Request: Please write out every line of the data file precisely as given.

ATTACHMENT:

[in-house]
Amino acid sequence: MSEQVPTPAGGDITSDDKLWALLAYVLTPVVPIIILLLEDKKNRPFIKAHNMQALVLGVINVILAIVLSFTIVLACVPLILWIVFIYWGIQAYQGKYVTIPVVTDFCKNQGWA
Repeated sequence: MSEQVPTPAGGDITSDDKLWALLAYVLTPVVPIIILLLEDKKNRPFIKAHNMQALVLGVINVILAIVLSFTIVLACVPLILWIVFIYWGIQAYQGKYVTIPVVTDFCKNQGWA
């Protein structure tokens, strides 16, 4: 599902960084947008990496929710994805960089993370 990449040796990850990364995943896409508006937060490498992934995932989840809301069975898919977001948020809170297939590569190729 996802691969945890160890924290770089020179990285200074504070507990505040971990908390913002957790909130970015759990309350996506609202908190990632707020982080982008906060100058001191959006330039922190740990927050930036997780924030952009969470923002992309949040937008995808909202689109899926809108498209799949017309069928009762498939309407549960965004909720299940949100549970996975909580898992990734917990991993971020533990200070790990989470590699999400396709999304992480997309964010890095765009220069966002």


[in-house]
Amino acid sequence: MSEQVPTPAGGDITSDDKLWALLAYVLTPVVPIIILLLEDKKNRPFIKAHNMQALVLGVINVILAIVLSFTIVLACVPLILWIVFIYWGIQAYQGKYVTIPVVTDFCKNQGWA
Repeated sequence: MSEQVPTPAGGDITSDDKLWALLAYVLTPVVPIIILLLEDKKNRPFIKAHNMQALVLGVINVILAIVLSFTIVLACVPLILWIVFIYWGIQAYQGKYVTIPVVTDFCKNQGWA
């Protein structure tokens, strides 16, 4: 599902960084947008990496929710994805960089993370 990449040796990850990364995943896409508006937060490498992934995932989840809301069975898919977001948020809170297939590569190729 996802691969945890160890924290770089020179990285200074504070507990505040971990908390913002957790909130970015759990309350996506609202908190990632707020982080982008906060100058001191959006330039922190740990927050930036997780924030952009969470923002992309949040937008995808909202689109899926809108498209799949017309069928009762498939309407549960965004909720299940949100549970996975909580898992990734917990991993971020533990200070790990989470590699999400396709999304992480997309964010890095765009220069966002």